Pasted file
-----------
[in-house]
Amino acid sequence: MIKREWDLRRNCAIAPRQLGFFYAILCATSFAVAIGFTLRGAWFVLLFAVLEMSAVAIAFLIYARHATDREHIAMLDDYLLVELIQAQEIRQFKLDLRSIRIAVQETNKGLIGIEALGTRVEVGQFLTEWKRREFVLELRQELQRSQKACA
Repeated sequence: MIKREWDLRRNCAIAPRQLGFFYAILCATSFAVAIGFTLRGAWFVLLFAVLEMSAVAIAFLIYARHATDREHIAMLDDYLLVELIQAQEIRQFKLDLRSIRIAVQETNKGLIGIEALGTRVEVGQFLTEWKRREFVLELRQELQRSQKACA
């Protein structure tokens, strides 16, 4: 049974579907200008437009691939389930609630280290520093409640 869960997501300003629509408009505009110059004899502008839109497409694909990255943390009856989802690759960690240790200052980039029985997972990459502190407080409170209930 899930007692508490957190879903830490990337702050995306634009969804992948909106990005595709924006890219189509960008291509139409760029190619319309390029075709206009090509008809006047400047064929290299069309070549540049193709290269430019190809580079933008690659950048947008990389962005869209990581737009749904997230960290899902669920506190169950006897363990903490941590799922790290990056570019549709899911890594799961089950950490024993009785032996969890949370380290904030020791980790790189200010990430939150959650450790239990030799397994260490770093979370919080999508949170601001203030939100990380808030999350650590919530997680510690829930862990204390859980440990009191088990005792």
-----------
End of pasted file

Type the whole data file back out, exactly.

[in-house]
Amino acid sequence: MIKREWDLRRNCAIAPRQLGFFYAILCATSFAVAIGFTLRGAWFVLLFAVLEMSAVAIAFLIYARHATDREHIAMLDDYLLVELIQAQEIRQFKLDLRSIRIAVQETNKGLIGIEALGTRVEVGQFLTEWKRREFVLELRQELQRSQKACA
Repeated sequence: MIKREWDLRRNCAIAPRQLGFFYAILCATSFAVAIGFTLRGAWFVLLFAVLEMSAVAIAFLIYARHATDREHIAMLDDYLLVELIQAQEIRQFKLDLRSIRIAVQETNKGLIGIEALGTRVEVGQFLTEWKRREFVLELRQELQRSQKACA
């Protein structure tokens, strides 16, 4: 049974579907200008437009691939389930609630280290520093409640 869960997501300003629509408009505009110059004899502008839109497409694909990255943390009856989802690759960690240790200052980039029985997972990459502190407080409170209930 899930007692508490957190879903830490990337702050995306634009969804992948909106990005595709924006890219189509960008291509139409760029190619319309390029075709206009090509008809006047400047064929290299069309070549540049193709290269430019190809580079933008690659950048947008990389962005869209990581737009749904997230960290899902669920506190169950006897363990903490941590799922790290990056570019549709899911890594799961089950950490024993009785032996969890949370380290904030020791980790790189200010990430939150959650450790239990030799397994260490770093979370919080999508949170601001203030939100990380808030999350650590919530997680510690829930862990204390859980440990009191088990005792």